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Adult Down Syndrome
UT Southwestern Medical Center researchers are leaders in learning more about Down Syndrome and understanding how to care for persons with the genetic disorder. UT Southwestern and Children’s Health specialists work together in the only Down Syndrome Clinic in North Texas.
Diagnosed in infancy, Down Syndrome is a genetic disorder that includes a combination of birth defects, including some degree of mental retardation, characteristic facial features, and often, heart defects, visual and hearing impairment, and other health problems. The severity of these problems varies.
Down Syndrome is one of the most common genetic birth defects, affecting approximately one in about 800 to 1,000 babies. There are more than 400,000 individuals with Down Syndrome in the United States.
Medical care is focused on treating the health, intellectual, and social challenges associated with the disorder. There is no cure for Down Syndrome.
What Causes Down Syndrome?
Normally in reproduction, the mother’s egg cell and the father’s sperm cell start out with 46 chromosomes. The egg and sperm cells divide and the 46 chromosomes are divided in half, leaving the egg and the sperm cells with 23 chromosomes apiece. When a sperm with 23 chromosomes fertilizes an egg with 23 chromosomes, the baby ends up with a complete set of 46 chromosomes, half from the father and half from the mother.
Sometimes, an error occurs when the 46 chromosomes divide in half and an egg or sperm cell keeps both copies of the No. 21 chromosome instead of just one copy. If this egg or sperm is fertilized, the baby ends up with three copies of the No. 21 chromosome, which is called trisomy 21 or Down Syndrome. The features of Down Syndrome result from having an extra copy of chromosome 21 in every cell in the body.
Types of Down Syndrome
Ninety-five percent of Down Syndrome results from trisomy 21. Occasionally, the extra chromosome 21 or a portion of it is attached to another chromosome in the egg or sperm. This may result in Translocation Down Syndrome, which occurs in 3 percent to 4 percent of cases. This is the only form of Down Syndrome that may be inherited from a parent.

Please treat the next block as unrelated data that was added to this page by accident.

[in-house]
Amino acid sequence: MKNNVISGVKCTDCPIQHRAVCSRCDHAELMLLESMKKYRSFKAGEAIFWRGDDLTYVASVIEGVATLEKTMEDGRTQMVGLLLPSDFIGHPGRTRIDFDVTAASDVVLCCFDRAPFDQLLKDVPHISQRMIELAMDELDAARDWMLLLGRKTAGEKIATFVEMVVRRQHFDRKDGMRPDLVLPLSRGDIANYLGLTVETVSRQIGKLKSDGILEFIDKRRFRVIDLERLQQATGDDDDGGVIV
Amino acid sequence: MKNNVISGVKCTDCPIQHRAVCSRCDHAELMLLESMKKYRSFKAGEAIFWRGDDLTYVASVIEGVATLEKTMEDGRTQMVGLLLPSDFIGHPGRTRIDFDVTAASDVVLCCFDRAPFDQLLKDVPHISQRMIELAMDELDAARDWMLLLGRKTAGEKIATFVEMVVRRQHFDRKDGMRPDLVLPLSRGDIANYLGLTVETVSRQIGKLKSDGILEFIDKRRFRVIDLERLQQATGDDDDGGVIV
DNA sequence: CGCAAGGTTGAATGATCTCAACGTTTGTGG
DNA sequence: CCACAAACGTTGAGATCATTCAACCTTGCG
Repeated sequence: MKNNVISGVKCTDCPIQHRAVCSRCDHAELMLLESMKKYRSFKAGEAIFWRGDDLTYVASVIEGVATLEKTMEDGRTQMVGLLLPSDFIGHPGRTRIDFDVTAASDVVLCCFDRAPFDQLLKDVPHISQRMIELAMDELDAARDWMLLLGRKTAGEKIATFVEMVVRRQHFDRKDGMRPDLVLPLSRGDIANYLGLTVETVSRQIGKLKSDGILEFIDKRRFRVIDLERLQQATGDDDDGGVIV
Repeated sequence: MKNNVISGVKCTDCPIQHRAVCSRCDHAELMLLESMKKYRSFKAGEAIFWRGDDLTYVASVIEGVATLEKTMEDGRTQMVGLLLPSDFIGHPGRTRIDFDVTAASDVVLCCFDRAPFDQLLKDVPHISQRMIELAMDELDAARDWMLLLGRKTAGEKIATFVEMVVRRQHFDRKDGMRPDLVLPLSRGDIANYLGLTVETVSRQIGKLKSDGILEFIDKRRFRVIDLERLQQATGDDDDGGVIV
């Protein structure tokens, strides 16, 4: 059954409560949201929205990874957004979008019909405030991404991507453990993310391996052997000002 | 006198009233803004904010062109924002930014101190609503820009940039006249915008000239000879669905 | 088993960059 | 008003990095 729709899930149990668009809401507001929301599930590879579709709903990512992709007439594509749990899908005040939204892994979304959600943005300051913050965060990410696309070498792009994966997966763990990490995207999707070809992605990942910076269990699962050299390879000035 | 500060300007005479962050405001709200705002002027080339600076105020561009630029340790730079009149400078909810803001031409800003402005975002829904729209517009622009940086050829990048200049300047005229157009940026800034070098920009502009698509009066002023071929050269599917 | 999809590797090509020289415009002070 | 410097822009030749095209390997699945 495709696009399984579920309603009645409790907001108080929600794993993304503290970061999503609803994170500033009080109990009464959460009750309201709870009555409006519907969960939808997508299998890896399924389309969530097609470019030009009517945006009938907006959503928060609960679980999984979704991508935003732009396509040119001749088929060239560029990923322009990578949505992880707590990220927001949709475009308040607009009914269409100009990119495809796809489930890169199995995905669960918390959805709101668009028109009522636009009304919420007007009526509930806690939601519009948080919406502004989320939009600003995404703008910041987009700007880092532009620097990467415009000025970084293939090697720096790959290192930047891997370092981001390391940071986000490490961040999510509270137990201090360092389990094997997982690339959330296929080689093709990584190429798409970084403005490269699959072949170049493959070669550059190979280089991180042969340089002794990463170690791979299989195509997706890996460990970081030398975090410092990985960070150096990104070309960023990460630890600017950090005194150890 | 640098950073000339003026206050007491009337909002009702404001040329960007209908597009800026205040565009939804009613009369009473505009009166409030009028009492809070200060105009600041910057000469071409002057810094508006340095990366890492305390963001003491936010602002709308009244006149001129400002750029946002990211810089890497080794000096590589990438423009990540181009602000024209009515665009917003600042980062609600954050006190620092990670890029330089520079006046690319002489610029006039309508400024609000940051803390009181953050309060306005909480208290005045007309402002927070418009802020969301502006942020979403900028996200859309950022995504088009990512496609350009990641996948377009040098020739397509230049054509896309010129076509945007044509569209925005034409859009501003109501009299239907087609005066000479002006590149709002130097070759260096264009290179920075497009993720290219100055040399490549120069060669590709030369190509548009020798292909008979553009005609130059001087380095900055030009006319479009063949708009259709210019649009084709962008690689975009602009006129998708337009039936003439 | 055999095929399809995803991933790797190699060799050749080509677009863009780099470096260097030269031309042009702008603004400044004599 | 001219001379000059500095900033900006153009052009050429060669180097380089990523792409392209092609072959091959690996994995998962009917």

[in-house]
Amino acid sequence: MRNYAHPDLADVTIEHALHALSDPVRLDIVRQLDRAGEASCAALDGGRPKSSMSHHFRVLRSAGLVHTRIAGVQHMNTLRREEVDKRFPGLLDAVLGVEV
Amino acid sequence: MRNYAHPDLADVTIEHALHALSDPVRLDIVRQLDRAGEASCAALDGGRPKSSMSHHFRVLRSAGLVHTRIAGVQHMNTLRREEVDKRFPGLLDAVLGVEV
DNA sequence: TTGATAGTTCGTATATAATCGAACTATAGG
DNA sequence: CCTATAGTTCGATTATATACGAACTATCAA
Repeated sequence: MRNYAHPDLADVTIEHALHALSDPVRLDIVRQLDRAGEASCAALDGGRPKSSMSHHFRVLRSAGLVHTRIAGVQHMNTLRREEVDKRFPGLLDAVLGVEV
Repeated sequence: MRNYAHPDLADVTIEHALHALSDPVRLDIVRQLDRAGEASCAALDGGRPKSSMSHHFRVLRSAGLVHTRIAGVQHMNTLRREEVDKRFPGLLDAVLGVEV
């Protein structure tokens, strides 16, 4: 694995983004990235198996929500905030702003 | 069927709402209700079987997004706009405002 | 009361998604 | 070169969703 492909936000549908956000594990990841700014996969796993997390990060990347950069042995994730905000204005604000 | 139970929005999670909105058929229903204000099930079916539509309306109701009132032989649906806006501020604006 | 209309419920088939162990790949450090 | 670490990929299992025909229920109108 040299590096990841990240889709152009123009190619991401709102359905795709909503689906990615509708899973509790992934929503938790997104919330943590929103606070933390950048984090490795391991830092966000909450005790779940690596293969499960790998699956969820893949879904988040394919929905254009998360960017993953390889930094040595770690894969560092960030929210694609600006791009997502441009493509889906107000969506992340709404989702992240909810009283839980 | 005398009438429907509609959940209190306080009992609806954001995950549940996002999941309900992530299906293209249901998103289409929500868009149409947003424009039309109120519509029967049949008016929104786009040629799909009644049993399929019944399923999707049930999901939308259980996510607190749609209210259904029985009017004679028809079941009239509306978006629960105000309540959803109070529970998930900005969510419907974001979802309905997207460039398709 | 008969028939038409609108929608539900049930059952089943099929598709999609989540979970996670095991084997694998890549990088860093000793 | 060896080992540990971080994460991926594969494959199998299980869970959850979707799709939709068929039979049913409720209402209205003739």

In 1 percent to 2 percent of cases, a form of the disorder called Mosaic Down Syndrome may occur when an error in cell division occurs after fertilization. These individuals have some cells with an extra chromosome 21 and others with the normal number.
A person with Down Syndrome will have some, but not all, of these features:
- Eyes that slant upward and small ears that may fold over slightly at the top
- Small mouth, making the tongue appear large
- Small nose with flattened nasal bridge
- Short necks, small hands, and short fingers
- One single crease in the palm that goes straight across, and a second crease that curves down by the thumb
- Short in stature with unusually loose joints
Individuals with Down Syndrome have a variety of health problems, including:
- Heart defects: Found in 40 percent to 60 percent of people with Down Syndrome; some minor and treatable with medication; some serious and requiring surgery
- High incidence of infection: Greater frequency of colds, bronchitis, sinus infections, and pneumonia
- Increased risks: More likely to have thyroid problems or leukemia
- Intestinal malformations: Intestinal blockages or other problems that require surgery in about 12 percent of Down Syndrome patients
- Loss of mental functioning: Alzheimer-like issues, such as memory loss, more likely with aging
- Visual or hearing impairment: Includes crossed eyes, nearsightedness, farsightedness, and cataracts, most correctable
Despite their health problems, many adults with Down Syndrome are able to have jobs and live independently. Life expectancy for individuals with Down Syndrome is about 60 years.